Remember back when everything was new and fun, before the rest of the world caught on to whatever it was you were discovering & it held a special significance to you? Do you ever get caught up in chasing that feeling, that sense of newness, of perpetual motion towards trying to find your heart in the things that really matter to you? That’s partially why I started Loudersoft, being a part of a sea change at an early stage that changed and shaped the culture we live in, long before it became about traffic metrics, ad revenues and fake snobbery brought on by the music nerddom that has been my life. I am so proud to have been there from the infancy of music blogging. But things have changed. Many of my contemporaries have become even larger-than-life at what I do here. I’ve been reflecting on things, and this is some of what I’ve come to realize as we move towards the lunar new year.
I started as a DJ at the age of ten, collected records, learned guitar, sang and played music semi-professionally for a lot of years & worked in film and television to pay the bills. During all of this, people I knew were bombarding me with new music, much of which I thought was great but feared would get needlessly overlooked by a changing music industry. I felt that I needed an outlet for talking about what I was doing & I personally thought about LiveJournaling, but then I got introduced to this music blog thing. I realized that through writing a music blog, I had a wide-open opportunity at sharing these discoveries in music that were given to me by fellow musicians and friends in the industry.
Music blogging has, for a long time, helped bridge a gap for me, but lately it hasn’t been any fun at all for me. It became just another responsibility I felt like I’ve had to fulfill that I, for whatever reason, couldn’t. The fear of writing anything became crippling to me. It’s kept me awake at night, recently, sitting in front of a blank page, listening to something I didn’t connect with waiting for words to come that were missing. For several weeks I felt like I was at the bottom of a well & the moment I’d get inspired to say something about music or how I was feeling, I’d distract myself.
Dispassionately, I willingly confess my sins of getting caught up in chasing down these discoveries, trying to be different and unique, all the while trying to fill every post that I made with the sense of joy and passion that music gave me. For a while now, other than Future Unlimited and Fast Planet (whom I feel strongly are two of the best bands making music in this or any other era), I haven’t had anything new to say about what’s coming out, and the directions modern music has taken in many ways haven’t really been for me.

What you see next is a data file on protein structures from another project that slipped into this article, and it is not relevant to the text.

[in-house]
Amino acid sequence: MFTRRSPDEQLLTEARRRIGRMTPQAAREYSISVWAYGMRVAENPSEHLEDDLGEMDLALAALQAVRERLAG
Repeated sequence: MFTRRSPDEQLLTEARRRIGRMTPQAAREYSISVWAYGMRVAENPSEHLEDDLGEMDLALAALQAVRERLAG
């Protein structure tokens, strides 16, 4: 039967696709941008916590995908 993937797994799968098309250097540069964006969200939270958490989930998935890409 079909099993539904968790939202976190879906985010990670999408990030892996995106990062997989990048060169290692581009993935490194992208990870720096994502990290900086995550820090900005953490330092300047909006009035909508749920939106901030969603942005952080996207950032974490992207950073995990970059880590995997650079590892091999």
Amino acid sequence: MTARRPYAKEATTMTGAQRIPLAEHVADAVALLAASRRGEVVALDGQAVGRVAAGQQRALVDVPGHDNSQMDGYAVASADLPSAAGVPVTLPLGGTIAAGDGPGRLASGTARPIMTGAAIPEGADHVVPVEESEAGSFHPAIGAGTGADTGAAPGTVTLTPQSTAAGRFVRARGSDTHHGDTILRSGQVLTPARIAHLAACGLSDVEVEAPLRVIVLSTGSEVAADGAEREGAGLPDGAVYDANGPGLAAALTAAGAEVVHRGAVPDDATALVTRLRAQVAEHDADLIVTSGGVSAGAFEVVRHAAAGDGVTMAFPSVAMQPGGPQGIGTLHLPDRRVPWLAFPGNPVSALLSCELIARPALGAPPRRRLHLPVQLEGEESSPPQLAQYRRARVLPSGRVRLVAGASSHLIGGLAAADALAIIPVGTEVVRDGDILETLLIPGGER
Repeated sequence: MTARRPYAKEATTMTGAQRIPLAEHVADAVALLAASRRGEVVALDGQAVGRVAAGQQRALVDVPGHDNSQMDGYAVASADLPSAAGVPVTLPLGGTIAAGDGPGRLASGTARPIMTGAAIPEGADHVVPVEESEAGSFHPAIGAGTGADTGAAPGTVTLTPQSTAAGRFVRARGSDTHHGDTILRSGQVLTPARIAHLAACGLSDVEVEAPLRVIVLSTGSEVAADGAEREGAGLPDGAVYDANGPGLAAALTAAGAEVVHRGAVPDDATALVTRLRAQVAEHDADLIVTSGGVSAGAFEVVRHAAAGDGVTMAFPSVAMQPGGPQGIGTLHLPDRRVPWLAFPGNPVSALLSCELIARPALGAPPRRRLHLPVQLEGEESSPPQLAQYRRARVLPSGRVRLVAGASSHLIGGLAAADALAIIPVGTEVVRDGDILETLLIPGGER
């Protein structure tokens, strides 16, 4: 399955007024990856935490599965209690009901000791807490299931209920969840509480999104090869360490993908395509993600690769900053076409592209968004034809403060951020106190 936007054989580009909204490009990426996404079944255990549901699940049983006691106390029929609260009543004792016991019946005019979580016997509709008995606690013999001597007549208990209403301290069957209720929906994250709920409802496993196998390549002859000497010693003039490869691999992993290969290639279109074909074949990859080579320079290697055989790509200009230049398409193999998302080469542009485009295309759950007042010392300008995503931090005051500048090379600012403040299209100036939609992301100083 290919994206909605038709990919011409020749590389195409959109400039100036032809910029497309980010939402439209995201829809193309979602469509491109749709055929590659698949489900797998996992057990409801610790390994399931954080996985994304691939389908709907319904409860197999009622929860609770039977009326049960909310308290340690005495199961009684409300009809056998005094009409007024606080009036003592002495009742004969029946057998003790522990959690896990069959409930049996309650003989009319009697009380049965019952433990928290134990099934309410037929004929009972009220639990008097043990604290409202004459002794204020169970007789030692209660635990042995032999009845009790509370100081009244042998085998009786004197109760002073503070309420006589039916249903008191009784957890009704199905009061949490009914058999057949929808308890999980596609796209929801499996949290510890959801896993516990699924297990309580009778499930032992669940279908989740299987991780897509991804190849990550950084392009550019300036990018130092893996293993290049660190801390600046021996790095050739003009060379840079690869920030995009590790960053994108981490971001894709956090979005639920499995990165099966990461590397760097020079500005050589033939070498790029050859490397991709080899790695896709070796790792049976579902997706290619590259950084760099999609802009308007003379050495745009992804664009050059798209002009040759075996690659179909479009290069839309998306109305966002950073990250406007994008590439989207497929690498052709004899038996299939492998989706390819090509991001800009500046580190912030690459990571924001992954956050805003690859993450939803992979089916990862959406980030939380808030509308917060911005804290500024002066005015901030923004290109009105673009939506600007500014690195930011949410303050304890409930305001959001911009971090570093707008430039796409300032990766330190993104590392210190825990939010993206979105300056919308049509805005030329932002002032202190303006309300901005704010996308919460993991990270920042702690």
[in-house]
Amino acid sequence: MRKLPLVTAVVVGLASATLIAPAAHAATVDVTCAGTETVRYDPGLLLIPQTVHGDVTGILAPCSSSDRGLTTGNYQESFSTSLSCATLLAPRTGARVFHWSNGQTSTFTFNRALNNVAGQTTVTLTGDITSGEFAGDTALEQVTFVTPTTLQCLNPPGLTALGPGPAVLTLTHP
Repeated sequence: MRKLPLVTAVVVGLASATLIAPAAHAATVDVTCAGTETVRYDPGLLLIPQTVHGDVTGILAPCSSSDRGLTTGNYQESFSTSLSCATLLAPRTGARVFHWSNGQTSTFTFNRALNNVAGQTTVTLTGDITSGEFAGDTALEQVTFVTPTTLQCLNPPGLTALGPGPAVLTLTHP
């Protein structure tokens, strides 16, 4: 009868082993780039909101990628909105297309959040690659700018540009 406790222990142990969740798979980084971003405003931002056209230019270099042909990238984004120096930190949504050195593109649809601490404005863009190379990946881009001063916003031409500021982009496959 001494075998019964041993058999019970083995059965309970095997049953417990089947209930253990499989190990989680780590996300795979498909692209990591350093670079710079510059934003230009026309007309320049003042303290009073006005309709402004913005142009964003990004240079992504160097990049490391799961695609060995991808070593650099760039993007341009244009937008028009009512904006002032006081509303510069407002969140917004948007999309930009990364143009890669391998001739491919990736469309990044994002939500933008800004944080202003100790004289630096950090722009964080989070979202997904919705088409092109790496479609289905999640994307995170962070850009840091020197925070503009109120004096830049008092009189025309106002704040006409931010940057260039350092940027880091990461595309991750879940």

I looked around at the bands & artists in the city I live in, Memphis. I have written about a few of these artists, and the ones I have given my attention to continue to do good things. There are plenty more that, while I may not personally like them or write about them, continue to do great work. But there is a grand disconnect. Some folks look to me and to you, my loyal readership, with expectations. They get upset because they think I’m bogarting you, that they know what you’re about, who you really are and what you really want. Some believe, incorrectly, that music websites/blogs are supposed to be the giving tree, that because we’re writing a publication about music we have an obligation to write about them or their project or their band. I get insane emails from people who refuse to take their crazy pills. But mostly, I get emails from people who believe in what they’re doing and love making music and love to share their music, people with good hearts and souls.
There’s also some people I have asked to share their critical reviews with my readers that, instead, took it upon themselves to start their own blogs or websites. To them I say good luck. I might be insulted if I thought that the people who did this just to spite me were any good at it, that they were doing anything except writing as a reason to cop some freebies. But let’s face it: being malicious only suits to serve their ends and never mine. I wish them all the best & hope they someday discover what it means to be a part of something bigger than themselves.
It’s difficult to find the balance between saying yes to things I don’t think are very good and saying no to some things that I do think are quite good but will not interest the people who read my website. I am curating content, but please understand: I’m not (nor are many of the others who write music blogs) merely a publicity machine who posts every song, every flyer, every show notice that is sent to them. However, it’s safe to say without those emails I would have never discovered the Future Unlimited or Fast Planet, so I’m ultimately grateful to continue receiving them. I hope you won’t take it personally when I don’t post about your particular “thing”, but if you take it personally there’s not much I can do. There is a deafening signal-to-noise ratio in music because of the sheer volume of output all around us, but there is one truism which holds. To quote the great Zora Neale Hurston, “If you haven’t got it, you can’t show it. If you have got it, you can’t hide it.”